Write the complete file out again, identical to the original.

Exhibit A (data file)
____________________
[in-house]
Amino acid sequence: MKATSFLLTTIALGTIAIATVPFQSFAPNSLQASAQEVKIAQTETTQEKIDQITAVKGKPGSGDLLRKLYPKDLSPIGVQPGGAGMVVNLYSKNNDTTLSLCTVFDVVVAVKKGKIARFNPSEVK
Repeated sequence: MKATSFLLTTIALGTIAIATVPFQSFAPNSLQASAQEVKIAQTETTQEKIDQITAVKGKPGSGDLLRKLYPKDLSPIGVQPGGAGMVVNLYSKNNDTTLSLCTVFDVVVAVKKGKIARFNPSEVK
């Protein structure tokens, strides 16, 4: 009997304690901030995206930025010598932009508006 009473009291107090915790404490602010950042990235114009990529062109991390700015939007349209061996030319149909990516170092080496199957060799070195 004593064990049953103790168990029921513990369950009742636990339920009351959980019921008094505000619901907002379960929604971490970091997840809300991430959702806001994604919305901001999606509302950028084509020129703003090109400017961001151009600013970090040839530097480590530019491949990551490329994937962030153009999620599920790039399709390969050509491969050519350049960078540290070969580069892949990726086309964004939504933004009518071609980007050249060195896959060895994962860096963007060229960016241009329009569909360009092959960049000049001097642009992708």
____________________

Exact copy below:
[in-house]
Amino acid sequence: MKATSFLLTTIALGTIAIATVPFQSFAPNSLQASAQEVKIAQTETTQEKIDQITAVKGKPGSGDLLRKLYPKDLSPIGVQPGGAGMVVNLYSKNNDTTLSLCTVFDVVVAVKKGKIARFNPSEVK
Repeated sequence: MKATSFLLTTIALGTIAIATVPFQSFAPNSLQASAQEVKIAQTETTQEKIDQITAVKGKPGSGDLLRKLYPKDLSPIGVQPGGAGMVVNLYSKNNDTTLSLCTVFDVVVAVKKGKIARFNPSEVK
């Protein structure tokens, strides 16, 4: 009997304690901030995206930025010598932009508006 009473009291107090915790404490602010950042990235114009990529062109991390700015939007349209061996030319149909990516170092080496199957060799070195 004593064990049953103790168990029921513990369950009742636990339920009351959980019921008094505000619901907002379960929604971490970091997840809300991430959702806001994604919305901001999606509302950028084509020129703003090109400017961001151009600013970090040839530097480590530019491949990551490329994937962030153009999620599920790039399709390969050509491969050519350049960078540290070969580069892949990726086309964004939504933004009518071609980007050249060195896959060895994962860096963007060229960016241009329009569909360009092959960049000049001097642009992708």